At the University of Georgia, HORT 3020 (Introduction to Fruit Crops) is a two-credit survey of the botanical characteristics, taxonomy, and production practices of the world's major fruit crops. It is offered via traditional classroom instruction, and as a distance education (DE) course through the University System of Georgia Independent Study program. The DE version of the course is designed to be identical in content, final exam, and grading scale. However, due to the nature of independent study, the end-of-topic evaluations are open-book, written assignments in the DE course, whereas students in the classroom version have closed-book quizzes at the end of each topic. Student performance in the two versions of the course was compared over a 3-year period (May 1998 to May 2001) by analyzing scores on end-of-topic evaluations, final exams, and overall course grades. Students in the DE version had higher scores on end-of-topic evaluations in all 3 years, higher scores on a comprehensive final exam in 2 of 3 years, and consequently higher overall course grades than classroom students in all 3 years. Better performance of DE over classroom students may have been related to 1) qualitative differences in end-of-topic evaluations (written assignments versus quizzes), 2) differences in student demographics (nontraditional students in DE, traditional undergraduates in classroom), 3) the elective (DE) versus required (classroom) nature of the courses, or 4) differences in course duration (1 year for DE, 15 weeks for classroom). Equal or better performance of DE students suggests that survey courses such as Introduction to Fruit Crops can be offered via distance education without compromising learning outcomes.
Santiago Pereira-Lorenzo, Ana M. Ramos-Cabrer, Javier Ascasíbar-Errasti, and Juan Piñeiro-Andión
Spain is the 15th largest apple (Malus ×domestica Borkh.) producer in the world with production depending mainly on foreign cultivars. During the 1970s, a germplasm bank of local cultivars was established in Galicia with the aim of preserving the local resources of northwestern Spain. A total of 408 accessions were studied using 89 morphological characters, with 15 corresponding to phenology, 46 to fruit, 7 to flowers, 11 to leaves, 6 to pests and 4 to diseases. Three variable isoenzymes, PGM E.C.126.96.36.199, PGI E.C.188.8.131.52 and EST E.C.184.108.40.206, were analyzed for 405 accessions and 27 commercial cultivars. The main objectives of this work were 1) to evaluate the inter- and intracultivar variability using morphological characters and isoenzymes, 2) to classify the accessions according to the main sources of variability, and 3) to identify repetitions in the germplasm bank. Principal component analysis (PCA) revealed six main sources of variability in the following order: size of fruit, color of skin, acidity, sweetness, harvest time, and attractiveness. The PCA analysis across 350 accessions produced 42 morphological groups. The 3 isoenzymes produced 190 genotype clusters. Combining morphological classification with the isoenzyme genotypes, we found 31 groups of synonyms involving 82 accessions and 8 more possible groups involving 17 accessions. This result allows the elimination of 53 repetitive accessions from the germplasm bank. Six commercial cultivars were identified as the progenitors of eighteen accessions: `Reineta Blanca' of seven, `Reina de Reinetas' of two, `Reineta de Caux' of eight and `Golden Delicious', `Golden 4187' or `Ozark Gold' of one each. Because inter- and intracultivar variability was high and names given by the growers were not reliable, the suggested selection strategy is to select individual clones among and within cultivars to exploit both the inter- and intracultivar genetic variability.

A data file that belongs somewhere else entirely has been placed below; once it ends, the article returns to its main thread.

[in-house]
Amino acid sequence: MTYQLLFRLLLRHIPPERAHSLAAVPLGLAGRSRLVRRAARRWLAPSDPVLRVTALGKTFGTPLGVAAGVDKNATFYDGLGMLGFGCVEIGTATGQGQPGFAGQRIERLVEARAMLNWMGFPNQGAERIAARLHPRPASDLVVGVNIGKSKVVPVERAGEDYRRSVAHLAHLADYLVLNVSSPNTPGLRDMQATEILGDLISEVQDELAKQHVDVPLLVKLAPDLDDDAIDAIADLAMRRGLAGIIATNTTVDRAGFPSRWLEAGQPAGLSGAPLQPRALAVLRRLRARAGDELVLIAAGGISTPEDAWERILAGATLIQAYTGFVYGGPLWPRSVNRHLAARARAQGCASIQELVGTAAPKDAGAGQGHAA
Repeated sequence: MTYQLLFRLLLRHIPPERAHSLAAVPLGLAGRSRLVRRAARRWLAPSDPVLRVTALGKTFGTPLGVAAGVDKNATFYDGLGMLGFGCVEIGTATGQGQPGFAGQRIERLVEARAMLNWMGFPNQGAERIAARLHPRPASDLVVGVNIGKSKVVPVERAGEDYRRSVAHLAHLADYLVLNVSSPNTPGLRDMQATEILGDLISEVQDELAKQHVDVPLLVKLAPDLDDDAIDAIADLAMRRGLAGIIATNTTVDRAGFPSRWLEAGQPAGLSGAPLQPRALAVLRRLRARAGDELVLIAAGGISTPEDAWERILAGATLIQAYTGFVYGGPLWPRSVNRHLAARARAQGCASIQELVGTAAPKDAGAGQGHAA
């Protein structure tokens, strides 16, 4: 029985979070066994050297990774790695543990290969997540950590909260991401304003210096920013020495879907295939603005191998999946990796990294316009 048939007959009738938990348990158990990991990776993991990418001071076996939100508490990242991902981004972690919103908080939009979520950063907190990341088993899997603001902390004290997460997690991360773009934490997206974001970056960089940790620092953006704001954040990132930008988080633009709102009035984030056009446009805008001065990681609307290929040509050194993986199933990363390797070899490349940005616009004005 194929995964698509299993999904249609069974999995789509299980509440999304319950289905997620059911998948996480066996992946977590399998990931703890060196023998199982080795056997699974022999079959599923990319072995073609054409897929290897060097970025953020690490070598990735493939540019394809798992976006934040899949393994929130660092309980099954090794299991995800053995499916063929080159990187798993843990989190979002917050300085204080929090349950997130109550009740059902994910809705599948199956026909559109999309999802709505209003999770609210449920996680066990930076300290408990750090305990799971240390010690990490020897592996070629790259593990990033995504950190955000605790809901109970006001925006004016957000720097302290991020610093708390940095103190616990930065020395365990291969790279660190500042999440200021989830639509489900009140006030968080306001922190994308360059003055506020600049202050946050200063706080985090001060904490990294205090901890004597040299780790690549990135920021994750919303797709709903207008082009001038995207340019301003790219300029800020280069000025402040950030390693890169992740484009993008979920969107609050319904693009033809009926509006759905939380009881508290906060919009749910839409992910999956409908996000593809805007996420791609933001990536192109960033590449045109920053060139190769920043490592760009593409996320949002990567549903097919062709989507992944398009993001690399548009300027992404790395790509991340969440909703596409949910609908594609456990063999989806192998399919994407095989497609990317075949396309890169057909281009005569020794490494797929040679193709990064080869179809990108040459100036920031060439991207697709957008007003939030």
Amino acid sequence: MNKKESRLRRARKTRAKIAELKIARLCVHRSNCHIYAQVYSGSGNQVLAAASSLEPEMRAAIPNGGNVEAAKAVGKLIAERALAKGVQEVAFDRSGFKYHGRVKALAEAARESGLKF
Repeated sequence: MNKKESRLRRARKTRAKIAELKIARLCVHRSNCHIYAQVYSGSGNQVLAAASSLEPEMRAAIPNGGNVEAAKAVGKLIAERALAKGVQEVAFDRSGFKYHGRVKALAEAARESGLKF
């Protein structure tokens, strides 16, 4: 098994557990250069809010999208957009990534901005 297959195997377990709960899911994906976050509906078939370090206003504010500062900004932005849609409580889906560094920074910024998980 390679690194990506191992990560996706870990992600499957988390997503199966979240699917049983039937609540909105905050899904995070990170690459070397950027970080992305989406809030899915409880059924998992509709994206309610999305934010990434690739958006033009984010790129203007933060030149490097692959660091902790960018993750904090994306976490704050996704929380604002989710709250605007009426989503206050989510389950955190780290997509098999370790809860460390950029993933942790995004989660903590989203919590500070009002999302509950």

Mustafa Ozgen, Artemio Z. Tulio Jr., Ann M. Chanon, Nithya Janakiraman, R. Neil Reese, A. Raymond Miller, and Joseph C. Scheerens
Poster Session 16—Pomology 1 28 July 2006, 12:00–12:45 p.m.